Will Israel succeed in dragging the U.S. into a war with Iran



After the air strike by Israeli bombers on April 2 on the Iranian Consulate General in the Syrian capital, which resulted in the death of two generals of the Islamic Revolutionary Guard Corps (IRGC) and ten other people, a series of reasonably alarmist forecasts appeared.

Brigadier General Mohammad Reza Zahedi was among the casualties. He was the highest-ranking officer in the IRGC, killed after the physical elimination in 2020 of Qassem Soleimani, commander of the IRGC’s Al-Quds Special Forces.

«It has begun», — many analysts summarized. The prelude to a major war in the Near and Middle East is unfolding before our eyes, which is fraught with the direct involvement of such an extra-regional actor as the United States, Israel’s consistent sponsor and guardian.

When, two days later, militants from the Islamic Resistance in Iraq attacked the Ramat David IDF airbase in northern Israel with drones, the dark predictions had an even more solid foundation. The UAV raid was linked to similar Islamist attacks in March on Ben-Gurion Airport, the airfield near Kiryat Shmona, and a power plant in Tel Aviv. But it is a strike on a purely military facility that could signal the war’s transition into a hot phase.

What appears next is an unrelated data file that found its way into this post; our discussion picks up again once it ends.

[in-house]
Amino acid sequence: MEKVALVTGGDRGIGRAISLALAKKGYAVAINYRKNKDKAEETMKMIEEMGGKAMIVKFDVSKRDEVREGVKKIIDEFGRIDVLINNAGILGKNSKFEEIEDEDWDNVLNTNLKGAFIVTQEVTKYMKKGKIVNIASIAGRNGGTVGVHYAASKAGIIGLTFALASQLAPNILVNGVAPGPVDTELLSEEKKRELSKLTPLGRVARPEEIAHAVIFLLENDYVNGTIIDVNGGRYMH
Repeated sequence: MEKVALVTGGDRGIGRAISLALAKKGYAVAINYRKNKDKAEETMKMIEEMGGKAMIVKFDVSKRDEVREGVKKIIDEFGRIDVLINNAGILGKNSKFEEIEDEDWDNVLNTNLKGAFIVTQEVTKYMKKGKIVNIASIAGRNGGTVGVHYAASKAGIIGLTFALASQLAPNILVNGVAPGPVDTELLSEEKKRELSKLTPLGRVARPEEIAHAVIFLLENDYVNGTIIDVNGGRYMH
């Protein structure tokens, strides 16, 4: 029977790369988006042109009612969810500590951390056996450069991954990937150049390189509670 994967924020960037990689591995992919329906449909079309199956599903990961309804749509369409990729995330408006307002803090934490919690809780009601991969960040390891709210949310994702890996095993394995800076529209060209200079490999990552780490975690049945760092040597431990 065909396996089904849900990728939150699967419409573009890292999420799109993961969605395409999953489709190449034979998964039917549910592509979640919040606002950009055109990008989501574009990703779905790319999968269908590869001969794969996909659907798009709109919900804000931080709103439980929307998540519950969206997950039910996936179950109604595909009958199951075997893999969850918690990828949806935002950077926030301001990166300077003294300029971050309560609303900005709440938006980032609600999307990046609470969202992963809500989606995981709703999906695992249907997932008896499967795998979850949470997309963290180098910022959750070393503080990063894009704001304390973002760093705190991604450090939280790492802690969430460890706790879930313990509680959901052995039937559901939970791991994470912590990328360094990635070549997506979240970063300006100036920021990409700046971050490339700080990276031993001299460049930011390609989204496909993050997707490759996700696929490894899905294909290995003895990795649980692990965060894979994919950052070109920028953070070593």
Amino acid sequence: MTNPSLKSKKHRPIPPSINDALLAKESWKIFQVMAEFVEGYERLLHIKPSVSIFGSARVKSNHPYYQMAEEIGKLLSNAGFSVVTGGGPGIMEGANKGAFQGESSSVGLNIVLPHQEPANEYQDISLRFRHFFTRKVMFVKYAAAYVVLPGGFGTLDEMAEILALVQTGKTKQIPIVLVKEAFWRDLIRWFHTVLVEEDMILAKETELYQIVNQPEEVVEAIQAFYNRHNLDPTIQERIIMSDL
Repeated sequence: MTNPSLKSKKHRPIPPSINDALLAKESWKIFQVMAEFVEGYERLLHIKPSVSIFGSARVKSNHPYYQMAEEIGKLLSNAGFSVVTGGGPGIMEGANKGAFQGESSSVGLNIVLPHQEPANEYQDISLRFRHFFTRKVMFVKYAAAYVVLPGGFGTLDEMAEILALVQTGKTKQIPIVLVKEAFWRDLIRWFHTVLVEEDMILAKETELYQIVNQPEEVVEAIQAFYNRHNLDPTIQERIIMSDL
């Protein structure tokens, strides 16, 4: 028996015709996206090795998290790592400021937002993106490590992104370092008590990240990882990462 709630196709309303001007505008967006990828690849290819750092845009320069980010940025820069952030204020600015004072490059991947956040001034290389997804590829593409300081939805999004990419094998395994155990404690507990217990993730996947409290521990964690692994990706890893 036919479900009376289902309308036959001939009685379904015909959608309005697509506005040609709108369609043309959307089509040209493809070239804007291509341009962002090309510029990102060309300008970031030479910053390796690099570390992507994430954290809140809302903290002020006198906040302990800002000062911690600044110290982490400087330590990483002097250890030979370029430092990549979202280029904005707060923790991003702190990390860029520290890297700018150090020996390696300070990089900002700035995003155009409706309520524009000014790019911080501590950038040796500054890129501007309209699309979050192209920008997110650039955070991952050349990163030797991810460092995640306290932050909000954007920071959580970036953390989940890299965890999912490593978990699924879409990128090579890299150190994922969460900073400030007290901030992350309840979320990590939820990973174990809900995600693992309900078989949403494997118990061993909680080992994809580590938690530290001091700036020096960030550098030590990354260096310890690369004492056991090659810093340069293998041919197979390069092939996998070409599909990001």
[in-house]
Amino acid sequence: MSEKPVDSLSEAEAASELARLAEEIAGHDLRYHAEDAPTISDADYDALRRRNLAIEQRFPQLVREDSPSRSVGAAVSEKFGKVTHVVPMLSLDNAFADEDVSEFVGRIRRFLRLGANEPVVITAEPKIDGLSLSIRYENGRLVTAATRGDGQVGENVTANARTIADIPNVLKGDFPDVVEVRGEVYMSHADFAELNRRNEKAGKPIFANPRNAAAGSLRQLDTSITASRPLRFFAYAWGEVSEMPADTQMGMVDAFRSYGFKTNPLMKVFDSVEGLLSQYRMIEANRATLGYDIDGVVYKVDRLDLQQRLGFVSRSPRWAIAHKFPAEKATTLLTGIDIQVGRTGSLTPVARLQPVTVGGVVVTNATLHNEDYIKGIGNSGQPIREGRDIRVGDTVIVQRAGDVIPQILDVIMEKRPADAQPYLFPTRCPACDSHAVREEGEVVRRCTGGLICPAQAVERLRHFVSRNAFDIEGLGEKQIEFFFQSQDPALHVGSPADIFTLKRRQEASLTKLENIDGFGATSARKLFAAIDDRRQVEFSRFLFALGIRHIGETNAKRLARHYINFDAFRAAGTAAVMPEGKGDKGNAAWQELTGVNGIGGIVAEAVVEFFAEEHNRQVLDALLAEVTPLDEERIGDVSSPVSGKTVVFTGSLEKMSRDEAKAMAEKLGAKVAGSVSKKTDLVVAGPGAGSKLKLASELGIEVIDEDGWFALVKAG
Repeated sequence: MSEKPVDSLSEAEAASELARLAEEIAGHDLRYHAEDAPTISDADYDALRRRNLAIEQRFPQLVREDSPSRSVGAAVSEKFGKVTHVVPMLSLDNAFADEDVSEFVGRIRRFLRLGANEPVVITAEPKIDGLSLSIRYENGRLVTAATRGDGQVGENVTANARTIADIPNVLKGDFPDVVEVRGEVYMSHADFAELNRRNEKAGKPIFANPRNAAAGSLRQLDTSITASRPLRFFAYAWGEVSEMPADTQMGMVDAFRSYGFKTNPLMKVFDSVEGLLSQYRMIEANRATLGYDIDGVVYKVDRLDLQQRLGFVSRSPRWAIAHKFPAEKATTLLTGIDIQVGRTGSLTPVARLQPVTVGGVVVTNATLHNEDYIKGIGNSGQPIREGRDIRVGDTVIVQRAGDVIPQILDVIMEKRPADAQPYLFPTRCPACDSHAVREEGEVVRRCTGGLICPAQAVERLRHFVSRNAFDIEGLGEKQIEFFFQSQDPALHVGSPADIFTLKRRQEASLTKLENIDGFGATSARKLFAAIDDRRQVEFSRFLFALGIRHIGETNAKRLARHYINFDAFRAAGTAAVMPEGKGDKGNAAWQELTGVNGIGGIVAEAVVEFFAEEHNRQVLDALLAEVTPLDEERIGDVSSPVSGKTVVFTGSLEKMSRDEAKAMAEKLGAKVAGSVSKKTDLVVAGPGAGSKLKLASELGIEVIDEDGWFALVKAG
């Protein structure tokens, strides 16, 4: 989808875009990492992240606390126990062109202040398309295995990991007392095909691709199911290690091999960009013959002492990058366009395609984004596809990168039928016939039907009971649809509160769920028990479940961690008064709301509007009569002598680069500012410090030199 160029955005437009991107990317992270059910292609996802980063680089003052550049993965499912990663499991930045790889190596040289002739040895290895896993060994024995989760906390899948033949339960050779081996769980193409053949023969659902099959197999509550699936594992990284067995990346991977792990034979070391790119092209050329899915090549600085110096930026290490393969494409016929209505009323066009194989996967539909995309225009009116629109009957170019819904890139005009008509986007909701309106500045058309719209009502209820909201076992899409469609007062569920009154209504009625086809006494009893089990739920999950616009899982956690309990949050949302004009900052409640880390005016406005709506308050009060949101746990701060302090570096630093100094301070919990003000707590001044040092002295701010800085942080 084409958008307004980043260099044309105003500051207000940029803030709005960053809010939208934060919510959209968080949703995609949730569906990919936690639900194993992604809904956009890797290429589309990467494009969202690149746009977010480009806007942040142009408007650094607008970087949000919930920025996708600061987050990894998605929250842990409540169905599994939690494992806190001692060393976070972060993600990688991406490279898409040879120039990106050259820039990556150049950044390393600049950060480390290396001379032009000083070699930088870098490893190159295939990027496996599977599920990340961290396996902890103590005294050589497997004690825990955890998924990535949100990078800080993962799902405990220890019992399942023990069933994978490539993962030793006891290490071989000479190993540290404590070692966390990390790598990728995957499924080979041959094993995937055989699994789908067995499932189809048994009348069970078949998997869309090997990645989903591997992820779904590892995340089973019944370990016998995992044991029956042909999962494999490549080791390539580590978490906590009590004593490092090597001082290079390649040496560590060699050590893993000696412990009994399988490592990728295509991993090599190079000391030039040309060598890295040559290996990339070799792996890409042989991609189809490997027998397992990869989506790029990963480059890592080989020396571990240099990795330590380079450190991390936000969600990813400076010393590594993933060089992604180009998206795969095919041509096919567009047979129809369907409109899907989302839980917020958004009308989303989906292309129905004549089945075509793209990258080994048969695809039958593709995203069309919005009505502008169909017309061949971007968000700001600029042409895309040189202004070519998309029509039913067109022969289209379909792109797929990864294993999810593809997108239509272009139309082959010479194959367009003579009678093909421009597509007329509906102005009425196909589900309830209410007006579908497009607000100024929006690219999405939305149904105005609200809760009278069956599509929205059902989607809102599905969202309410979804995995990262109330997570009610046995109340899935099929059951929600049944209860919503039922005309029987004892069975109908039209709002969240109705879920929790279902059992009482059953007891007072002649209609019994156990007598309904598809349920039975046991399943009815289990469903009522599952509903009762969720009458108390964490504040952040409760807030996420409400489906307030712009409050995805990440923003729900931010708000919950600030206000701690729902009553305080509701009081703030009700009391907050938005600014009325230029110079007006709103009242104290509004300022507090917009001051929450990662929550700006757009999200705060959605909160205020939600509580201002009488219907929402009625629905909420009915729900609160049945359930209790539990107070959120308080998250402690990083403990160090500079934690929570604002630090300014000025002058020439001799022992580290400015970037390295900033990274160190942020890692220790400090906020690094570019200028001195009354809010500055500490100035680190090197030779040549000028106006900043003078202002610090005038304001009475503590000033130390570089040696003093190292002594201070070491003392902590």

It is noteworthy how Washington reacted to the liquidation of Iranian high-ranking military officers in Damascus, that is, on the territory of a third country. As Sabrina Singh, a Pentagon spokeswoman, told reporters,

«Given the high tensions in the region, we want to … make it very clear that the U.S. was not involved in the strike on Damascus».

The Israeli strike represents an escalation of the still relatively cold war between Israel and Iran. In fact, Tel Aviv has «crossed a new (red) line» in this tacit war — this is how Ali Vaez, director of the Iranian Studies Section at the International Crisis Group, commented on the situation. In his view, striking the building of the Iranian diplomatic mission in Damascus «is virtually tantamount to striking Iran’s sovereign territory».